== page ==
Today’s review is for Shay West’s Organ Reapers.
I was gifted Organ Reapers back in October and read it almost straight away and yet here it is over half a year later finally appearing on Dewey Girl. It’s been a long old slog to get back into blogging, everyone.
This book was just alright. I wanted to really like it but ultimately and to cut a long story short it was lacking a good editor. The concept was there, if a little confused at times, but the writing needed tweaking and the plot had a few kinks that should have been talked through.
Organ Reapers is a fantasy mixed with crime fiction rather like Kat Richardson’s Greywalker. It attempts to blend two worlds together in one plot; this world as we know it and that of a more primitive alternative dimension (maybe?) where selected members are sent to harvest organs from other worlds for the benefit of their own people.
Eli Robinson is a detective a pretty good one but not exactly personable; he’s got the weight of the world on his shoulders which he relieves with booze and copious frowning. He and his new partner, (whom he is assigned to despite his “I work alone” attitude) Ava are on the case of a murder involving the extraction of some of the victims vital organs.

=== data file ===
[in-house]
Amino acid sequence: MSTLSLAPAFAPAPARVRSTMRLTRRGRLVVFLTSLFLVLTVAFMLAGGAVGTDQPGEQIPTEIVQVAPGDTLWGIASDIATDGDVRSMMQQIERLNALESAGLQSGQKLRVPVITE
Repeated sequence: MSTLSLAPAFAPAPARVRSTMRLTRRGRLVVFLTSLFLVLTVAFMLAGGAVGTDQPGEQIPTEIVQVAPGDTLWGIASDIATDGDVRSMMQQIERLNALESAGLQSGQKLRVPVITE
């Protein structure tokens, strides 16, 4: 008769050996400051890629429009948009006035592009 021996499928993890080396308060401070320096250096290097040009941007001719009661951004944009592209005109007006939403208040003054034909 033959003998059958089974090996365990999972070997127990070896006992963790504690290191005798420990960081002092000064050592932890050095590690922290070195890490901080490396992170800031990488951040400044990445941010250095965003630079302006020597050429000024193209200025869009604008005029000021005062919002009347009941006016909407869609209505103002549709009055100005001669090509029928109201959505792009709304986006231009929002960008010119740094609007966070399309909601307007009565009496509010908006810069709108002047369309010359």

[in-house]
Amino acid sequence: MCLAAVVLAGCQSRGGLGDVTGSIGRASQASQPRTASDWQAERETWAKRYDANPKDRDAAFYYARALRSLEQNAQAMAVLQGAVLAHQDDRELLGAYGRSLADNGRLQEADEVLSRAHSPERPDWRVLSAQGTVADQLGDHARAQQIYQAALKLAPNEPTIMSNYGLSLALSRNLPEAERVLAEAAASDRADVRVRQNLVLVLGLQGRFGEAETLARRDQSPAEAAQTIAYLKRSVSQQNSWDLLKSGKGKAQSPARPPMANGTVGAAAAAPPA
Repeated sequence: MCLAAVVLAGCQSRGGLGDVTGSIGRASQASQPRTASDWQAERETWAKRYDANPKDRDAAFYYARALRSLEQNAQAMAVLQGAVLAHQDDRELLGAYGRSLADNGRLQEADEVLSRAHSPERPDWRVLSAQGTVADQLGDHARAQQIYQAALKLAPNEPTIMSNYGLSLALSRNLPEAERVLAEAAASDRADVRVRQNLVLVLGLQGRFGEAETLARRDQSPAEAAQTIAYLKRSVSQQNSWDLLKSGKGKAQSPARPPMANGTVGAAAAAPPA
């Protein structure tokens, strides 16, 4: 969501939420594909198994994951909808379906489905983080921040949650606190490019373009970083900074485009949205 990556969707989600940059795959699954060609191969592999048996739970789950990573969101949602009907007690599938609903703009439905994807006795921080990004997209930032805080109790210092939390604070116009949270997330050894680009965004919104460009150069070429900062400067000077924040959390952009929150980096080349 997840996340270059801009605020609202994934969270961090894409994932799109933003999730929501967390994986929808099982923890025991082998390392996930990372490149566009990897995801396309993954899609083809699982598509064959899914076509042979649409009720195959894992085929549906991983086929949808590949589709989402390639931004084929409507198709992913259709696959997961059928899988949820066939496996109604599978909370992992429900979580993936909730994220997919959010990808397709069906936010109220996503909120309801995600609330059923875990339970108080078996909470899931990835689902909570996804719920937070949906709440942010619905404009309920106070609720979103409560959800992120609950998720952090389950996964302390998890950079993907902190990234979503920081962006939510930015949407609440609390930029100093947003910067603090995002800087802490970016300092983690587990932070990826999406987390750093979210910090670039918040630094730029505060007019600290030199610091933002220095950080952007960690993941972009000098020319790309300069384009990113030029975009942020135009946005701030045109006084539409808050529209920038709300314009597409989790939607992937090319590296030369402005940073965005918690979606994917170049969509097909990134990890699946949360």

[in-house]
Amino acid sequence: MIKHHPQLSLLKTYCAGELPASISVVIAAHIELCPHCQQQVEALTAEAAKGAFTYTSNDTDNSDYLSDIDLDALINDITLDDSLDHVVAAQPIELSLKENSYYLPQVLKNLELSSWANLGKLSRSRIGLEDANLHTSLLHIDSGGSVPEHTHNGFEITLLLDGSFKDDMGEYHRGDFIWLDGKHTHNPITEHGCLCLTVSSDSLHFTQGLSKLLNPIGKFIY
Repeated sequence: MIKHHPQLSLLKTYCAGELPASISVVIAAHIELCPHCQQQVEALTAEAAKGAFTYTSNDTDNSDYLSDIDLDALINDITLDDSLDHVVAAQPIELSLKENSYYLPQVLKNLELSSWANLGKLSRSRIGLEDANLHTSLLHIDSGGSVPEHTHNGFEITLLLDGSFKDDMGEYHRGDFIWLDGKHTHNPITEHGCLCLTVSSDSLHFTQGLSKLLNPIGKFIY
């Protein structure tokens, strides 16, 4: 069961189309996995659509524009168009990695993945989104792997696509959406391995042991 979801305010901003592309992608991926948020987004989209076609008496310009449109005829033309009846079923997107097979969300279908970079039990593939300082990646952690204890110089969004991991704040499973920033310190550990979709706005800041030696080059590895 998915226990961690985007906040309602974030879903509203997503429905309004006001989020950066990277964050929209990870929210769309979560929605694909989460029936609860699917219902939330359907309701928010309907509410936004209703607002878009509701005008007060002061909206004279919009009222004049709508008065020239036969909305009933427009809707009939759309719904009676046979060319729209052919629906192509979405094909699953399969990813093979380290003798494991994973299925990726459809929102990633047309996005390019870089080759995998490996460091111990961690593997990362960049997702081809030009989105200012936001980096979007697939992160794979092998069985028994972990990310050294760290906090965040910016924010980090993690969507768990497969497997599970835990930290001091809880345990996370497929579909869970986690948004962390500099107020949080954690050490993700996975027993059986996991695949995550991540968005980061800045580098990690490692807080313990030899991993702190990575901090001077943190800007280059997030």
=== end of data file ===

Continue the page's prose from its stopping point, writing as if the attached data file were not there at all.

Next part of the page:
Tani and Keena are amongst the perpetrators. Don’t worry, I’ve not spoiled the book for you, we learn this pretty quickly. Their story covers the duty they feel towards their families, superiors and the gods of their world to carry out their jobs, and the conflict they feel about the criminal nature of their actions.
Eventually both couples are thrown together to bring a stop to the crimes that are happening on Earth and that’s where the story begins to improve but still there remains a lot of improving to do.
What the novel suffers from is the scope that it is trying to cover. I’m inclined to believe that it should have been a series rather than one single book. There are things that we learn about each character that lack detail and as such seem almost irrelevant. Likewise, there is little to no explanation of how certain major decisions are put into action; they happen just because or through ominous “connections” that would have benefited from further exploration.
Finally the novel’s conclusion seems to happen just like that and certain revelations are made without any detail as such they seem like throw-away plot devices where I think that they might have been intended to be twists in the tale. As a reader I was left feeling wholly unsatisfied because it’s not like I didn’t like the story, if I hadn’t liked it then I would have stopped reading, I just felt like it ought to have done a better job of explaining itself.
All in all I’m awarding Organ Reapers a disappointing 3.5 out of 10.